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The Rheumatology Research Foundation and Rheumatology News report that research projects funded by the National Institutes of Health (NIH) dropped by 52% from 2010 to 2014, while the number funded by private foundations fell by 29% over that period.
In 2010, 826 projects were funded by the NIH to ACR members. By 2014, that number was down to 515 (52% decline). During the same timeframe, private foundation funding to ACR contacts went from 90 to 64 funded projects (29% fall).
In that same time period, NIH funding went from $1.16 billion to $686 million while investment by private foundations dropped from $20.7 million in 2010 to $13.6 million in 2014.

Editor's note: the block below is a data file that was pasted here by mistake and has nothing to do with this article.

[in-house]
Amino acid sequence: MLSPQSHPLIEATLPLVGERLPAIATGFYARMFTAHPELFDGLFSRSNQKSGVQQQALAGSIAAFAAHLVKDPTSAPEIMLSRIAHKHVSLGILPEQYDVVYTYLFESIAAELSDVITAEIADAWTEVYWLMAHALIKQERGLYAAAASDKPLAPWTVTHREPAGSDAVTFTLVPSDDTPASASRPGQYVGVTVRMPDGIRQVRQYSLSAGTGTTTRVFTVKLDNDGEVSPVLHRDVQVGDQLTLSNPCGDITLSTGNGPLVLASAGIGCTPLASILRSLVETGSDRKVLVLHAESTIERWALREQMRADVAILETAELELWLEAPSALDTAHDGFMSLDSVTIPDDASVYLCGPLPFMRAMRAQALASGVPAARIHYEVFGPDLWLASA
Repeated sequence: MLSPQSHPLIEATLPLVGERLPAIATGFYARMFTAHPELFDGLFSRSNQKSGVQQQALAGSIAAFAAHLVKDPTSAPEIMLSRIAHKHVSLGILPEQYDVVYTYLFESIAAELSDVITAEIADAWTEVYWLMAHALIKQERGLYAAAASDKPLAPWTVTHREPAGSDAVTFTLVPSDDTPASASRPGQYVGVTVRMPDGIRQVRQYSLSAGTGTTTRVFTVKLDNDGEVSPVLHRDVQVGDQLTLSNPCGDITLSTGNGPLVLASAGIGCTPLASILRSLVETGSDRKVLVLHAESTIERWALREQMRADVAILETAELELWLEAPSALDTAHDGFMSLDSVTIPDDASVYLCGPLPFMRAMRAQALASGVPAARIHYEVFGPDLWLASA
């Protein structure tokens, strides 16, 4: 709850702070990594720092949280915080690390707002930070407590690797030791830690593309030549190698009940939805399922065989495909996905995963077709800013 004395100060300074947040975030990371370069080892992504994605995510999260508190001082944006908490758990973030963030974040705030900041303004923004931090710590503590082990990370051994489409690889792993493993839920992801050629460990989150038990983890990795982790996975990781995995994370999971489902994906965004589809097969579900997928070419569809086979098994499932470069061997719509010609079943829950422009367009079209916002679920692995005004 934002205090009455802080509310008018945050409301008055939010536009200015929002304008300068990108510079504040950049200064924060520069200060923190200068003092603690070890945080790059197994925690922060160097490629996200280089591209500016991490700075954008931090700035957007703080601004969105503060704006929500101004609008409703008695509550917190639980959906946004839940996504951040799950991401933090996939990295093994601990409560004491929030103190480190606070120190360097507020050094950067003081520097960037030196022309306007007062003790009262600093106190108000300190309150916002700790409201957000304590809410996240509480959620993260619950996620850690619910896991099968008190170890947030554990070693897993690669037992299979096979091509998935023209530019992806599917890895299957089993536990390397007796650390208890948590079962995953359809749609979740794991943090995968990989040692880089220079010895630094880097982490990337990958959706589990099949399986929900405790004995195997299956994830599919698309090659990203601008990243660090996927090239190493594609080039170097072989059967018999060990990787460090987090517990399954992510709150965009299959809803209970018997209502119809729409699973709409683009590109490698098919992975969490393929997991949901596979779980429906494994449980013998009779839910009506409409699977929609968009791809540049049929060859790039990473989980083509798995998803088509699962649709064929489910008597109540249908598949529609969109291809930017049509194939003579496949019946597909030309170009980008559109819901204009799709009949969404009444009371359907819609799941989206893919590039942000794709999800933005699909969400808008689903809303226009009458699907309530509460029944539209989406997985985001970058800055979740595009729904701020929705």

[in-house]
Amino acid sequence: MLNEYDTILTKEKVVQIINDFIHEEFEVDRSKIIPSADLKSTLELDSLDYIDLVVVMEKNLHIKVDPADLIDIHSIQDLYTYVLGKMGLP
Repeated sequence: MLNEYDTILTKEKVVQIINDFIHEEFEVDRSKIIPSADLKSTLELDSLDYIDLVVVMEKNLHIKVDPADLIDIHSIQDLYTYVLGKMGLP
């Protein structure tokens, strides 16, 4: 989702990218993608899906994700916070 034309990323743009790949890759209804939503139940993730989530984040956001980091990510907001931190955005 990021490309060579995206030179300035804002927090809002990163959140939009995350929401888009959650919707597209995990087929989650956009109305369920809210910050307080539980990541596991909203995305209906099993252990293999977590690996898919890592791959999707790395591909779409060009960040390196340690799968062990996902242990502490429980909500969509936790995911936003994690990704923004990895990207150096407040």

The RRF reports that funding for osteoporosis dropped by 31%, while arthritis and lupus were down 22% and Lyme disease spending fell by 21%. Federal funding of autoimmune disease research was down by 16%. Funding was up for scleroderma (14%) and fibromyalgia (11%), although the total spending for these two areas was much lower than for the others, with 2014 scleroderma funding ($24 million) coming to about a tenth of that for arthritis ($239 million).
These trends will strain the efforts of academic investigators and put greater pressure on the ACR and RFF to foster new revenue streams for rheumatology research.